Building a personal brand goes beyond establishing a social presence or being active on social media. Personal branding is more about credibility and reputation, and these concepts should not be underestimated by individuals seeking fruitful careers or profitable opportunities.
But what is the secret to building a successful personal brand? Can it be measured through the audience’s engagement? And must we be present on social networks in order to evolve personal brands and succeed in our careers?
In this episode of Rep Your Brand, Nick Bennett welcomes Pete Lorenco, the VP of Marketing at Alyce. Nick and Pete get into the concepts that play a vital role in building a personal brand, the secrets to successful niching down, and the idea of social presence and its key elements.
“What works for some people, doesn’t mean it’s going to work for everyone.”
VP of Marketing
Pete Lorenco Behind the Scenes: Marketer and Father Who Enjoys Fantasy Games
“I joined Alyce roughly four months ago. I was originally at DemandGen. Prior to Alyce, I’ve done a bunch of marketing roles across more predominantly bigger logos — companies like EMC, which is now Dell Technologies; Iron Mountain Digital that got acquired by HP Autonomy; Avid Technology, which is in the media and creative space, etc.
Something I’m very passionate about is also what makes somebody outside of their nine-to-five. So from five to nine, I’m a parent. That’s how I self-identify. I’m a dad of two — a four-year-old son and a two-year-old daughter. They are my absolute joys in life. Everything I do these days is for them.
I’m big on food. I grew up in the restaurant world with my parents working in the kitchen. And Charleston has an amazing food scene.
Last but not least, fantasy sports is my other side hobby. It’s a really interesting mix of being an athlete and the data and the analytics. It gives another meaning to some people betting on sports and things like that. Fantasy sports are similar in a sense, but what you’re betting on is the people, the players, and the team that you built.”
I’m an Introvert Who Believes in Credibility
“I believe that my working experience brings credibility. And I prefer credibility. That’s partially because I’m also extremely introverted naturally. […] My natural personality and introverted traits do extend digitally, as well. Even behind a screen and keyboard, I’m still naturally introverted. I’m still naturally quieter. I’m still naturally more individual than a group.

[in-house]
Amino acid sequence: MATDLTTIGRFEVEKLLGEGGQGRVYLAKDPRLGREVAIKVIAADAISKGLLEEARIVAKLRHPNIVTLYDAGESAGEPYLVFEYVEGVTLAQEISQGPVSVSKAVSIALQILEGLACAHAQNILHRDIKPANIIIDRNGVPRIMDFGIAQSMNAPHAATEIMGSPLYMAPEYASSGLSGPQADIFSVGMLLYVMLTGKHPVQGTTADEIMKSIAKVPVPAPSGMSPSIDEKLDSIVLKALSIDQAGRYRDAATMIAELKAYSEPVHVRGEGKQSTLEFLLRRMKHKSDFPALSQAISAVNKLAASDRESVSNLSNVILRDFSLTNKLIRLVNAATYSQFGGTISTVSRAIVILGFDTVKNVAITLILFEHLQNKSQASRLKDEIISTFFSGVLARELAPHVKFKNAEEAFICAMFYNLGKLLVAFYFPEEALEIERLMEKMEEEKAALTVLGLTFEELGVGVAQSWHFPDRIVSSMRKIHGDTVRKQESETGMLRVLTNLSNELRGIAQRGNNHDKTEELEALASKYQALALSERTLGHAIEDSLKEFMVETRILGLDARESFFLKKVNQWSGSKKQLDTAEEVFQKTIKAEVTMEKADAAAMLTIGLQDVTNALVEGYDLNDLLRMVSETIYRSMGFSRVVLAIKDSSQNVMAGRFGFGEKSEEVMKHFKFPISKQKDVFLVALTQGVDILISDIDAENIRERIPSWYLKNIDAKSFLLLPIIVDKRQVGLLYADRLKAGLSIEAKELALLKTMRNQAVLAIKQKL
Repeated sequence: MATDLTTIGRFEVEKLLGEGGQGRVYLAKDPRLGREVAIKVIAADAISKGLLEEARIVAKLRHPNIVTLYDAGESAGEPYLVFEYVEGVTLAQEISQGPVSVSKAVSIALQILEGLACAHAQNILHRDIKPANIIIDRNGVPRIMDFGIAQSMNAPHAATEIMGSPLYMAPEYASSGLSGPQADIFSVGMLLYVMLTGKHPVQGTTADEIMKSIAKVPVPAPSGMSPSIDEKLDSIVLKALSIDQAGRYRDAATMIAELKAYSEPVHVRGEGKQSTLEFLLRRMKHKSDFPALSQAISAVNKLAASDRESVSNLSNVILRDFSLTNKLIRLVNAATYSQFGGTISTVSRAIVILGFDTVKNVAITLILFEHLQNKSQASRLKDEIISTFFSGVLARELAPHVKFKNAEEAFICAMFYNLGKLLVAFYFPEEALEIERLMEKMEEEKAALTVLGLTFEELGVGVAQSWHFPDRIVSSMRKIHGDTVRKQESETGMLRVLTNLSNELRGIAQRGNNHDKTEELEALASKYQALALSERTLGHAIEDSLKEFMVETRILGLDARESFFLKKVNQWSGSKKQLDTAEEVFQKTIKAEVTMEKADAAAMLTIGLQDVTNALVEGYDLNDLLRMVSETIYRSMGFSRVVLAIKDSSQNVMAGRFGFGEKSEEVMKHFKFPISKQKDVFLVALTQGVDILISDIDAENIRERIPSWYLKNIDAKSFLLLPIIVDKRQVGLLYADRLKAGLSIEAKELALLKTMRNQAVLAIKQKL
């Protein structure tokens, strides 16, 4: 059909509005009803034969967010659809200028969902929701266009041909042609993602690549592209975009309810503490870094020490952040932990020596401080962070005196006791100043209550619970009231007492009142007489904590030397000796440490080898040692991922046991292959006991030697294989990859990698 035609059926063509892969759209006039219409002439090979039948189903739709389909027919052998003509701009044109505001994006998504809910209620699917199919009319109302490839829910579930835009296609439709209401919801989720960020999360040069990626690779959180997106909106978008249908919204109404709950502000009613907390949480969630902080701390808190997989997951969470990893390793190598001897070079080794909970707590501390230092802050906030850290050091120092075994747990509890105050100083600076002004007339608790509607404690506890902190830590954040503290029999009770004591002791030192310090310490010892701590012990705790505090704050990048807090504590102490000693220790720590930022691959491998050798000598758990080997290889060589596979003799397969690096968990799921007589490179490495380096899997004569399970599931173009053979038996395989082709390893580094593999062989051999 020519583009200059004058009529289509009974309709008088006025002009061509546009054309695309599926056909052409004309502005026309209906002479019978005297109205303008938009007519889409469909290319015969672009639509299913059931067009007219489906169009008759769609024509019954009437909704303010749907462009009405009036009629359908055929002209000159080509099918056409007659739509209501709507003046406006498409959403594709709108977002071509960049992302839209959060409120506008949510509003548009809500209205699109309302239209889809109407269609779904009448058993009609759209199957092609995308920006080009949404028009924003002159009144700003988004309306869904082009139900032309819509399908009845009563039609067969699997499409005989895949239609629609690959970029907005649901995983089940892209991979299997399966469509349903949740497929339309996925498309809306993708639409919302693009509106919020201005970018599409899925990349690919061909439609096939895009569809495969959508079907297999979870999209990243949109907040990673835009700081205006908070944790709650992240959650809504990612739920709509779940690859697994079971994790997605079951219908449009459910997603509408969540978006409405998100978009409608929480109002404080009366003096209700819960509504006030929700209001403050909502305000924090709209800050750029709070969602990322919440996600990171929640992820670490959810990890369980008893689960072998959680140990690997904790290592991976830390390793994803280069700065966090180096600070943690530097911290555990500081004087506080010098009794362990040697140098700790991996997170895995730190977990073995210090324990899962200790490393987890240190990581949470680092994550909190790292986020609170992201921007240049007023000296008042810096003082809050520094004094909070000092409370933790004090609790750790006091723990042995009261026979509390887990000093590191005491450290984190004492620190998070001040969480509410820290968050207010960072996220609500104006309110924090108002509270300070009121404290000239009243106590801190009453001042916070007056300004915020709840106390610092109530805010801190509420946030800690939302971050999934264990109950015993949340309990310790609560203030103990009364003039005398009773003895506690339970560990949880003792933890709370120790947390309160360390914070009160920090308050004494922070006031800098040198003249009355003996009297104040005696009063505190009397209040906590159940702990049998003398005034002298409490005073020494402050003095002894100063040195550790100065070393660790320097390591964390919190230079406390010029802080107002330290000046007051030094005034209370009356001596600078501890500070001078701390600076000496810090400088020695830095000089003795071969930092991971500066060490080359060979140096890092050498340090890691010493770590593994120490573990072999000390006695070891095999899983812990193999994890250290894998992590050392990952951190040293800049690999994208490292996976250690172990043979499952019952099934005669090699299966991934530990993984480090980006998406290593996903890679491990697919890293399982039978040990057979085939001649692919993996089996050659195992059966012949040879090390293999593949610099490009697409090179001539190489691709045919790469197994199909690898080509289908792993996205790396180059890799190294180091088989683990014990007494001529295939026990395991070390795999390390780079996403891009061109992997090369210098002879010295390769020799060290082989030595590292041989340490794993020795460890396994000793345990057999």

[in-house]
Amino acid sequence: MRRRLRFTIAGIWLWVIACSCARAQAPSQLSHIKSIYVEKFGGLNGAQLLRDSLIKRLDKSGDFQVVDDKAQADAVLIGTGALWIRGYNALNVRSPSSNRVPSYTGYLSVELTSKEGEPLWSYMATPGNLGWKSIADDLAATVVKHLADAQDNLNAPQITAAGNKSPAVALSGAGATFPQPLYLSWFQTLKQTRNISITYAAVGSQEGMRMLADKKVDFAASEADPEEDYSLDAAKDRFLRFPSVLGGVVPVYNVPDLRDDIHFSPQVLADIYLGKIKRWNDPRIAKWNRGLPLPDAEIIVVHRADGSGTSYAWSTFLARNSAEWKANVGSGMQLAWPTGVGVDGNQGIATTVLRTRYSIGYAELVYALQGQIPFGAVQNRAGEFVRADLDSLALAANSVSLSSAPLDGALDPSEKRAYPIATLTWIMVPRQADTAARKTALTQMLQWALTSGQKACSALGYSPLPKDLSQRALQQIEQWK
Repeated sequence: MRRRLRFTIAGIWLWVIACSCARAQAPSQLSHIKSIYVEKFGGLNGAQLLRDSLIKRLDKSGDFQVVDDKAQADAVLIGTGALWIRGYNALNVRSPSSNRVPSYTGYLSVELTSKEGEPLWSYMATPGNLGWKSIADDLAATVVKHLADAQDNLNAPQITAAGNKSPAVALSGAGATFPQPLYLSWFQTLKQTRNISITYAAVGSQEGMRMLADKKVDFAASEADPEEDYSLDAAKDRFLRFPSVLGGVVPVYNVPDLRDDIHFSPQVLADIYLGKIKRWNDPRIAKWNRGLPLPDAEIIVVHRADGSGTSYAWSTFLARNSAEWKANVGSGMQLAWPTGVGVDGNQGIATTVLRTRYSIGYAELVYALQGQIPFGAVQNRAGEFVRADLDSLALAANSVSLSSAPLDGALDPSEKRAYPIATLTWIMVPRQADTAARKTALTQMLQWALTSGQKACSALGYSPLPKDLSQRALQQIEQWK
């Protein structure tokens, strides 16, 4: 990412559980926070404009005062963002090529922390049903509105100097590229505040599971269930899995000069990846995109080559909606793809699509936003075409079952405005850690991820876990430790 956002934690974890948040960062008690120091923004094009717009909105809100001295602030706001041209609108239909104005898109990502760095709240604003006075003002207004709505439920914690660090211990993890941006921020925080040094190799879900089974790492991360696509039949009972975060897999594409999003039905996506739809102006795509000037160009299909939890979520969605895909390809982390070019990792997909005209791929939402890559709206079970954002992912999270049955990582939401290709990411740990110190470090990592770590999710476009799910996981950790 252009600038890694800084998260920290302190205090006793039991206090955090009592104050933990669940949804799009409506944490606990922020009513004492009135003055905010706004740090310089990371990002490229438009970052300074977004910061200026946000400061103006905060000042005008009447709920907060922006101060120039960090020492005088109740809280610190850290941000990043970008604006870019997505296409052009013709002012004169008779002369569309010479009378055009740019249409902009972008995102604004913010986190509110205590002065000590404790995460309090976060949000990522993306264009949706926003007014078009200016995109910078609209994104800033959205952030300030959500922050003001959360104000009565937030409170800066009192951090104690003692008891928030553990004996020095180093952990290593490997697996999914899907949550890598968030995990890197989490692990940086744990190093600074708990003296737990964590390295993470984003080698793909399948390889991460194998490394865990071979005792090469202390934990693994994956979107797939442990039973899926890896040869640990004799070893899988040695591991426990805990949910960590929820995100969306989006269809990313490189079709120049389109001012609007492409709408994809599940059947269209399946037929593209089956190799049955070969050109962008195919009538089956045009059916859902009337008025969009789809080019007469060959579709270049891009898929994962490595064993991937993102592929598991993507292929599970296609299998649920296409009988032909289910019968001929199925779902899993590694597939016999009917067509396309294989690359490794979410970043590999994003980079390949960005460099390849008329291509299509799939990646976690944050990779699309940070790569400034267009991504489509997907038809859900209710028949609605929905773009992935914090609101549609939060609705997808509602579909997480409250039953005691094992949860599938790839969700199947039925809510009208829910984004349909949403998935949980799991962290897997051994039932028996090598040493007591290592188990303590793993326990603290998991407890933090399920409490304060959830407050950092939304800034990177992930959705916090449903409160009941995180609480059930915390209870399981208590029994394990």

I can’t change that about me. That’s who I am. And I would encourage people to think about their ‘why.’ If you’re looking to build your reputation online, or build a larger presence online, be more visible — whether it’s for career opportunities or opportunities to meet people. I would first challenge them around that niche.”
Building a Personal Brand Through Social Posts is Like Having Two Competing Forces
“When I articulated the idea in my head of trying to curate or build a personal brand, there were two competing forces. The first force is that I don’t want to be another voice that’s contributing to the echo chamber, whether that’s valid or not. I have been part of plenty of communities, and I always felt that if I don’t have a unique viewpoint or a unique perspective to add, then I don’t want to contribute to it. The second force is that I’ve been so over-sensitive to the credibility, and I’ve worked so hard to try to build that reputation that I don’t want to say or put something online that might be perceived as, ‘Wow, this guy doesn’t get it.'”
The Secret to Successfully Niching Down
“That approach of using a niche is so effective and is no different than when I’m sitting on my couch at night, trying to decompress, and I want to watch a Netflix show or catch up on the latest Yellowstone episode or whatever it might be. I’m picking something to watch or engage with or read based on some type of category or interest. That might be sports, that might be fantasy like Game of Thrones, Lord of the Rings, or that might be reality TV. I think the same thing around content creation in general. When you niche down to a very specific category, your audience starts to have an expectation. The other approach you can employ is one where you can be slightly broader, but what you’re sharing is more around learnings and experiences that could go across the gauntlet. At the end of the day, we are humans. Whether it’s TV, podcasts, etc., we’re listening to people’s stories.”
“What Do I Talk About If I Don’t Know What to Talk About?”
“You do not need to be on social [media] to have a good career or do well in your job. Observe first. Just spend time, find one person that inspires you, and it’s much easier to get a view of how that individual is successful and try to apply that to yours. Ultimately, if you’re trying to figure out what to post, just share your learnings, and try to figure out a niche. That’s difficult, and I’m still struggling with this two years later. But I’ve seen so many people share their stories, share their journeys, and share their learnings. And they have blown up, and they have built really strong followings and really strong audiences. And even I’ve come to admire them because they’ve been vulnerable in sharing those things.”